Hexham's other works relate to military history, dealing with events in which he himself took part. They are:

  • ‘A Historicall Relation of the Famous Siege of the Busse and the Surprising of Wesell …,’ Delft, 1630, dedicated to the merchants adventurers at Delft; a Dutch edition was published in the same year.
  • ‘A Journall of the taking of Venlo, Roermont, Strale, the memorable Siege of Mastricht, the towne and castle of Limbruch … anno 1632,’ Delft, 1633; dedicated to his kinsman Francis Morrice, clerk of the king's ordnance, who had married his uncle Jerome Heydon's widow; a Dutch edition was published at 's Gravenhage (1633).
  • ‘The Principles of the Art Militarie practised in the Warres of the United Netherlands,’ London, 1637; dedicated on 5 September 1637 to Henry Rich, 1st Earl of Holland. A second and enlarged edition was published in three parts: the first two at Delft in 1642, and the third at Rotterdam in 1643; Dutch editions appeared at the same time, dedicated to William of Orange and Charles I Louis, Elector Palatine.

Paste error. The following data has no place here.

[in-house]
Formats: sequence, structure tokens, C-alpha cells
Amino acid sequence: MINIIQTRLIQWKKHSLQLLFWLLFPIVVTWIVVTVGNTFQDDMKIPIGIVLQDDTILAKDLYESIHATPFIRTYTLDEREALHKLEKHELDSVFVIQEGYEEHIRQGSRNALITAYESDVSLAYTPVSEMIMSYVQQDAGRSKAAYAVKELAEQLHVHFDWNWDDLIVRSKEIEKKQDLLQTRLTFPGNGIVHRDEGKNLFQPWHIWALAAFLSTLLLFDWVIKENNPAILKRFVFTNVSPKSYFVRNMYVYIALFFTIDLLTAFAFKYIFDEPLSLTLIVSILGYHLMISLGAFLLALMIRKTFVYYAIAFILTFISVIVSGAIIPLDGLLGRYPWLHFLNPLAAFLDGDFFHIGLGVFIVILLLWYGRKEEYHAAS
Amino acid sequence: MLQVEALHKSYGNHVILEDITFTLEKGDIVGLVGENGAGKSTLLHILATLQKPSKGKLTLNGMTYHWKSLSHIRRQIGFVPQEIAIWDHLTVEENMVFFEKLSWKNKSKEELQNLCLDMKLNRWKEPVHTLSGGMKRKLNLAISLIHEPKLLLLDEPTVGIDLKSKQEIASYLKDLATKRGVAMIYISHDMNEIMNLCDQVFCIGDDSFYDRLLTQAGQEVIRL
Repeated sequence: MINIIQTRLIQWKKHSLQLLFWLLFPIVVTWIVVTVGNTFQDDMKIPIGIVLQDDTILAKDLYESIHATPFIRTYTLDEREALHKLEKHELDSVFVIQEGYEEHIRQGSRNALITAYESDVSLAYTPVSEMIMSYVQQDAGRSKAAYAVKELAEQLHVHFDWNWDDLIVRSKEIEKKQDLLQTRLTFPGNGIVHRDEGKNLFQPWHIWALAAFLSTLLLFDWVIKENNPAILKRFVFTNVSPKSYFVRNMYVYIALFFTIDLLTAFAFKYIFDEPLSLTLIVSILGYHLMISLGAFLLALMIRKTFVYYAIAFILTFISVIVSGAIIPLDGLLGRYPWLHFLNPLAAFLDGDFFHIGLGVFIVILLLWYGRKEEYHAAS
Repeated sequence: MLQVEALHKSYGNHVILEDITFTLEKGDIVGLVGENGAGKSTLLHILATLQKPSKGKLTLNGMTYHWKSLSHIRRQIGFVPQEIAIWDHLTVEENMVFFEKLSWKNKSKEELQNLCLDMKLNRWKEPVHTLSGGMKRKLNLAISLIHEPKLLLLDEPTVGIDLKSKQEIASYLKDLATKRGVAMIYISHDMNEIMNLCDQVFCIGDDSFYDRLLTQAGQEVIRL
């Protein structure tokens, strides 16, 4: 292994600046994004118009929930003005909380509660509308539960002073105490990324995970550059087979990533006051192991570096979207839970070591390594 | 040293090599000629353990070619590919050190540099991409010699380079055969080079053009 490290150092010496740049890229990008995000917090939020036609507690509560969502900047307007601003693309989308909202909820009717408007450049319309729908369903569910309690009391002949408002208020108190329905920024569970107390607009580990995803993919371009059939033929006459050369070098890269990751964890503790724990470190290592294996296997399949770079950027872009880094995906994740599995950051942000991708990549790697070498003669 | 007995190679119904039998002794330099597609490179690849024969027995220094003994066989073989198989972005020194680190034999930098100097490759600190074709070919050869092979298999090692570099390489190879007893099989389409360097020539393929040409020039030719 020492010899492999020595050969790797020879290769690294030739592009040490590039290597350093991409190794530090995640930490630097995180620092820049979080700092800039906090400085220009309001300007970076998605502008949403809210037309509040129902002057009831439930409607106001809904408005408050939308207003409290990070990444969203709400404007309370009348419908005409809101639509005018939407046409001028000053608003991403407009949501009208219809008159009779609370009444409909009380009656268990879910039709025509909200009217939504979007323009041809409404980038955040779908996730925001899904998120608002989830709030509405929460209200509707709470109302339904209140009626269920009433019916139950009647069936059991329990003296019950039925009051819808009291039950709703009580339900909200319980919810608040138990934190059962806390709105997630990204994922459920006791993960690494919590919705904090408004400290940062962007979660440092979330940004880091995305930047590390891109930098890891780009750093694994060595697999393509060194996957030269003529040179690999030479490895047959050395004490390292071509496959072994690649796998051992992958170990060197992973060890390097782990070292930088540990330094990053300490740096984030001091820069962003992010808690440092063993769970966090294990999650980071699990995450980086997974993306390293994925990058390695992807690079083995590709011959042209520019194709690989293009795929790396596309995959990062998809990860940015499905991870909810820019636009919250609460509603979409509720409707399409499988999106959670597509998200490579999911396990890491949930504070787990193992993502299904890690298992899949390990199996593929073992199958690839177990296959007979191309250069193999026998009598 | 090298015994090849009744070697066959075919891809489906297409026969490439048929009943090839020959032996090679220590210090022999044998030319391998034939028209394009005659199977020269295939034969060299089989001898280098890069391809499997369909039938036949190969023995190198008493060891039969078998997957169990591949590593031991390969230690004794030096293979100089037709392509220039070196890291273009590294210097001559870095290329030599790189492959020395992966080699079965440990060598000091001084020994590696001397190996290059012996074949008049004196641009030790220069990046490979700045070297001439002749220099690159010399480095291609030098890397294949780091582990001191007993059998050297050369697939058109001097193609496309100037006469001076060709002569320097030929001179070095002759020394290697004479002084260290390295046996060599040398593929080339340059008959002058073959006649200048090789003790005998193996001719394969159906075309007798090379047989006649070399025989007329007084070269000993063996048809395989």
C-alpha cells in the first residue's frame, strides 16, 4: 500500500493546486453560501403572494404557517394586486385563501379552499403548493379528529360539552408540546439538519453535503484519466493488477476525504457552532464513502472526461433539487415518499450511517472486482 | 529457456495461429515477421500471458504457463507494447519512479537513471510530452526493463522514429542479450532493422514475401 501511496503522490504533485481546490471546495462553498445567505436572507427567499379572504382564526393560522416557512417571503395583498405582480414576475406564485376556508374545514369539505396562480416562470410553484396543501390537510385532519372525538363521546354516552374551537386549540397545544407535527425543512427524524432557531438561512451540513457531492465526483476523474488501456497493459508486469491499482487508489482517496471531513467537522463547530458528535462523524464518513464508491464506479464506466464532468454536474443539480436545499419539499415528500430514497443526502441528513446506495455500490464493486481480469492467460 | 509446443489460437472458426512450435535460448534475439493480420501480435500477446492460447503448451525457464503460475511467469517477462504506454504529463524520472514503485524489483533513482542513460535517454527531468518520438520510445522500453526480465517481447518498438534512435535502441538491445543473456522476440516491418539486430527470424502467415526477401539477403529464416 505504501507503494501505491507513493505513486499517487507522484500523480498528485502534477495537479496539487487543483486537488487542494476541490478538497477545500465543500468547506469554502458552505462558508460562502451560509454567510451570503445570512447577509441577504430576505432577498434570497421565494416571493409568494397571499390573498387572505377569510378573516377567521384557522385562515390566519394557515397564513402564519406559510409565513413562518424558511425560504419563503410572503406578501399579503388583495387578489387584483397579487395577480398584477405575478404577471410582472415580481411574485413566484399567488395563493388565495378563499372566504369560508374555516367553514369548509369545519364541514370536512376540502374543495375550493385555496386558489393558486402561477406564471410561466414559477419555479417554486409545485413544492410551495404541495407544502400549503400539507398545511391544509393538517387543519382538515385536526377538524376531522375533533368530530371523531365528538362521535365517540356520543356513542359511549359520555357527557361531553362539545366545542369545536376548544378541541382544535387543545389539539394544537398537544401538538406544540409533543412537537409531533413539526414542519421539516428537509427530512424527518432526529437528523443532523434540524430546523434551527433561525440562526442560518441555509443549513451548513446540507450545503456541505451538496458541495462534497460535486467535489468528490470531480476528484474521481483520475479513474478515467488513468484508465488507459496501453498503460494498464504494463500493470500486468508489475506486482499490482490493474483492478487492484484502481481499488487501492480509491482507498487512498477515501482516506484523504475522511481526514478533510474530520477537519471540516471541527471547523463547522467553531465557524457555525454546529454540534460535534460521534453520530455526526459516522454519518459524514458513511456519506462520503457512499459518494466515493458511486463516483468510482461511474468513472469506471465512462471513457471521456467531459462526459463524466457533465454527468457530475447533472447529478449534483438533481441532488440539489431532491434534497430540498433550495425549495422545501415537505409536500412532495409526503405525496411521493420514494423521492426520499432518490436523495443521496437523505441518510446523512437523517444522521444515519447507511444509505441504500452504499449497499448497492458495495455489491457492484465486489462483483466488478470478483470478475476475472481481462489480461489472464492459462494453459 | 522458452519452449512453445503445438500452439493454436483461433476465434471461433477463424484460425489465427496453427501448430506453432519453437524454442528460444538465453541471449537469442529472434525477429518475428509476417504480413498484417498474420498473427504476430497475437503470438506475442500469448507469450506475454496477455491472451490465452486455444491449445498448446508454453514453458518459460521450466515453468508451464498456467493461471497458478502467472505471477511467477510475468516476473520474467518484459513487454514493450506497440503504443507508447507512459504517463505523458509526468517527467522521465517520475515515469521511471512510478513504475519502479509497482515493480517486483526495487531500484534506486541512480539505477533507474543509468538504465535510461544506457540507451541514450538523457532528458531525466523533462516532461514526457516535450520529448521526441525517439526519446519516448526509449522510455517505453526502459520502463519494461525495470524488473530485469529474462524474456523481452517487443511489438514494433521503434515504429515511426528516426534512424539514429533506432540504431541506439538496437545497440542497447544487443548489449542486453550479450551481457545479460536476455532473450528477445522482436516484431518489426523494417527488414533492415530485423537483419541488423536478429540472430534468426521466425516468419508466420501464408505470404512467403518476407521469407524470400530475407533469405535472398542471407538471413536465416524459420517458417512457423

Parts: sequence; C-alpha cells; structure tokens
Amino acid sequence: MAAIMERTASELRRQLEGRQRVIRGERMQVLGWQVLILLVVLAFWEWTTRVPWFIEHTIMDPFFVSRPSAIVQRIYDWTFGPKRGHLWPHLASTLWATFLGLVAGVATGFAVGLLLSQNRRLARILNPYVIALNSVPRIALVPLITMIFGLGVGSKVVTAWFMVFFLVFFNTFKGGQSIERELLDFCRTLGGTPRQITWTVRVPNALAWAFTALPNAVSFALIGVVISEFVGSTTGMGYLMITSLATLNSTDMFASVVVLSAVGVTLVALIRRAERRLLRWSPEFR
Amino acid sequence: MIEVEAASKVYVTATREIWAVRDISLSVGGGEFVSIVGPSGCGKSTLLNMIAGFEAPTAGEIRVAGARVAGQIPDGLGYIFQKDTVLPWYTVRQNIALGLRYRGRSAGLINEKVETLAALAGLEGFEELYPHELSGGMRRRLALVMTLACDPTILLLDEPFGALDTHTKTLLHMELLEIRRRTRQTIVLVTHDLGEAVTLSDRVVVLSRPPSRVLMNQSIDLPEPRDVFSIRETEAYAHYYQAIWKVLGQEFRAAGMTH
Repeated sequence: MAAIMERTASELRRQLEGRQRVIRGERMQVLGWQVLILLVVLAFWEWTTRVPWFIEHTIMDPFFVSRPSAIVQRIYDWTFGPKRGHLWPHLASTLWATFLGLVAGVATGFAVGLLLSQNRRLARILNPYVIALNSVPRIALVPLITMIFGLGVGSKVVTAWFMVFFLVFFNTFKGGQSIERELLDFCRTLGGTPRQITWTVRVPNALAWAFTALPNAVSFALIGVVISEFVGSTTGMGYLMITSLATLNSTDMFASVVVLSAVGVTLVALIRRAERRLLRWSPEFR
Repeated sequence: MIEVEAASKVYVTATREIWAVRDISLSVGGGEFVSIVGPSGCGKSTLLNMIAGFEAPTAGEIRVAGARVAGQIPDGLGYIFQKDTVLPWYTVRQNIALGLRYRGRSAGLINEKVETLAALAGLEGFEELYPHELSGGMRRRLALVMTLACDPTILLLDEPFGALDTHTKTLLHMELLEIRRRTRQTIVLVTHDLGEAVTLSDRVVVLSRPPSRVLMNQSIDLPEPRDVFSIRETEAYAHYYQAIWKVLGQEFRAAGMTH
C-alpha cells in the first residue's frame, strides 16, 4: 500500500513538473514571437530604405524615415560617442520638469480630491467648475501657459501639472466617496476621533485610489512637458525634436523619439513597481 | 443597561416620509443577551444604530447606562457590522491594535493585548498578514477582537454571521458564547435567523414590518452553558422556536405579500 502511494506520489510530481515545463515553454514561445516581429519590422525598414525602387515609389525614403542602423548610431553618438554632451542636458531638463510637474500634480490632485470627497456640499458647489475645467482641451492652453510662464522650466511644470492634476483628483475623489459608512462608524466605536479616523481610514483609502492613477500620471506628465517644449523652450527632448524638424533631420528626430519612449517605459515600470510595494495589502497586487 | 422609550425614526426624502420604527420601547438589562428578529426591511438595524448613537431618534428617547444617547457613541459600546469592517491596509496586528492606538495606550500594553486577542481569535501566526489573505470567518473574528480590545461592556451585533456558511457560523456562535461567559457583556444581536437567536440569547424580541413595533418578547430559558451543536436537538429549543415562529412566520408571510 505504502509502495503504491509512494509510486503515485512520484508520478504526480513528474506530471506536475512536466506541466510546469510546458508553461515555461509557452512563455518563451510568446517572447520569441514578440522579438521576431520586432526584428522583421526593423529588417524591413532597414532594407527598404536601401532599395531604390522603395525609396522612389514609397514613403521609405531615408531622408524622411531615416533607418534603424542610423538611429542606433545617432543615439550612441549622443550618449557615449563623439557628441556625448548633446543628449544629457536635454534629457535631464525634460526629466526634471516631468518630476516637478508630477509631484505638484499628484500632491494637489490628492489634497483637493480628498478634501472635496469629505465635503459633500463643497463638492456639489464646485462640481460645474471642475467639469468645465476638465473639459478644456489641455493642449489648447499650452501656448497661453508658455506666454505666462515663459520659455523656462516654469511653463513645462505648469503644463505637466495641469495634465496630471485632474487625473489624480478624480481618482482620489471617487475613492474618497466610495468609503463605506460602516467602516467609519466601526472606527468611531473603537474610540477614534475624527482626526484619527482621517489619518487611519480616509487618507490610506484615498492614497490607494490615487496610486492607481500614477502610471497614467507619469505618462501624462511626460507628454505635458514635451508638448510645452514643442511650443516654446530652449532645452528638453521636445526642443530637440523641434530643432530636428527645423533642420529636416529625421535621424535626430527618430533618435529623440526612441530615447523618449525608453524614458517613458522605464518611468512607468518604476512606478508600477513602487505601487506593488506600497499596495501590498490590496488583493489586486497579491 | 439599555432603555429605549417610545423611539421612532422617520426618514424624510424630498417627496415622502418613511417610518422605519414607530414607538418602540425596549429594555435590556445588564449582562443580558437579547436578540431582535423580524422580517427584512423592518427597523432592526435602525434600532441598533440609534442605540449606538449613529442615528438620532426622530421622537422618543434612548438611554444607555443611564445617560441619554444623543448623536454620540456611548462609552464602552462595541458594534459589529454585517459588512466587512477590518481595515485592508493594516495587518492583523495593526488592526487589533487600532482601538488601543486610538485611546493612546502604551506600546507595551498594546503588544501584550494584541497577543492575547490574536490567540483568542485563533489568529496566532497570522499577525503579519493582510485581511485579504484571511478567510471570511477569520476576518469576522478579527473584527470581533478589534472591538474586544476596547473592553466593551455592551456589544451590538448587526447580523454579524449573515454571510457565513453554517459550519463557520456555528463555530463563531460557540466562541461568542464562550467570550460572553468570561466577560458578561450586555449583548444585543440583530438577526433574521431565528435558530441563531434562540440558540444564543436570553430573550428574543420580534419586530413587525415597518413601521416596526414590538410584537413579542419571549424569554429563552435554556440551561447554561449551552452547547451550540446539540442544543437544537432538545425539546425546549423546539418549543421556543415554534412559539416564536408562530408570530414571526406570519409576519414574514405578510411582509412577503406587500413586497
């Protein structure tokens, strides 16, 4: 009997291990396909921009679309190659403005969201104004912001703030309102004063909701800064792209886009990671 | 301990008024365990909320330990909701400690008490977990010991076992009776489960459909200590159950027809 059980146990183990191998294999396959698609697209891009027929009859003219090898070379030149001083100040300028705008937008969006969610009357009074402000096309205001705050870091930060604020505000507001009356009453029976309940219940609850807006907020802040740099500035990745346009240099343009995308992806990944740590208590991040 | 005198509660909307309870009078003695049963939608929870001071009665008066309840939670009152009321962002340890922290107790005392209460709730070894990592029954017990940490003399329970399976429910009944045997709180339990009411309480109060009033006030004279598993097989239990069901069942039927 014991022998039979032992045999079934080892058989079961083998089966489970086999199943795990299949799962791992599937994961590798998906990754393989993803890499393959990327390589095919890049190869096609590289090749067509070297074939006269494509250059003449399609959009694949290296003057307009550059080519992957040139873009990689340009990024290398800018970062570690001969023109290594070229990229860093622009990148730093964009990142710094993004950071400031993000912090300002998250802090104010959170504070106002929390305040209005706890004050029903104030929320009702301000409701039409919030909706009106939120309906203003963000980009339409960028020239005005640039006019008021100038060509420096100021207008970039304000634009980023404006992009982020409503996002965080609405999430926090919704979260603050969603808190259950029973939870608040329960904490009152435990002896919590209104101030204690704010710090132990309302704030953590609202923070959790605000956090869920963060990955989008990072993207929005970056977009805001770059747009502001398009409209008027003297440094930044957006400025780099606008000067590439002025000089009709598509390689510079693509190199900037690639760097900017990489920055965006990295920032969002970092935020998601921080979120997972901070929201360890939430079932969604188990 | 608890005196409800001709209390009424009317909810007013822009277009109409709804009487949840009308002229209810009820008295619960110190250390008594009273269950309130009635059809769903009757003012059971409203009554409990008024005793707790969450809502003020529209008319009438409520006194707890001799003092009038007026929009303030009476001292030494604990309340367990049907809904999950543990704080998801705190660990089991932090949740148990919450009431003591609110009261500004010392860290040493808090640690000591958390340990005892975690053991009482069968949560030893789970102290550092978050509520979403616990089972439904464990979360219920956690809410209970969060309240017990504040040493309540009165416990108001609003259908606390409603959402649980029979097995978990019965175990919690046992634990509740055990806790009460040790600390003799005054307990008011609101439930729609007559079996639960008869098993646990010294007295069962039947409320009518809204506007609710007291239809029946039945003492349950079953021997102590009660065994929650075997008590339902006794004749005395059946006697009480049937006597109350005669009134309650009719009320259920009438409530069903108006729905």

• 'A True and Briefe Relation of the famous Siege of Breda,' Delft, 1637, dedicated to the Earl of Holland; a Dutch edition was published at The Hague (1638).
  • 'An Appendix of the Quarter for the ransoming of Officers … together with the Lawes and Articles of Marshall discipline enacted on the States side,' Delft, 1637; another edition, The Hague, 1643.
  • 'The Art of Fortification … by Samvell Marolois … augmented by Albert Girard … and translated by Henry Hexham,' Amsterdam, 1638; translated from Samuel Marolois, it is dedicated to Henry Vane the elder.
  • 'A True Relation of the Battell of Nieupoort,' Delft, 1641.
  • 'An Appendix of Lawes, Articles, and Ordinances established for Marshall Discipline in the service of the … States Generall … translated out of Dutch into English,' The Hague, 1643; dedicated to Hexham's cousins, John Heydon and John Harvey. In the preface, dated Delft, 30 January 1643 'stilo novo,' Hexham says he wishes to prevent the pillage committed on both sides during the civil wars by showing the means taken by the Dutch to check it; he also remarks that he had served forty-two years in the wars and had never been wounded.[1]


  •  Sidney Lee, ed (1901). "Hexham, Henry". Dictionary of National Biography, 1901 supplement​. London: Smith, Elder & Co. 

 This article incorporates text from a publication now in the public domain: Sidney Lee, ed (1901). "Hexham, Henry". Dictionary of National Biography, 1901 supplement​. London: Smith, Elder & Co.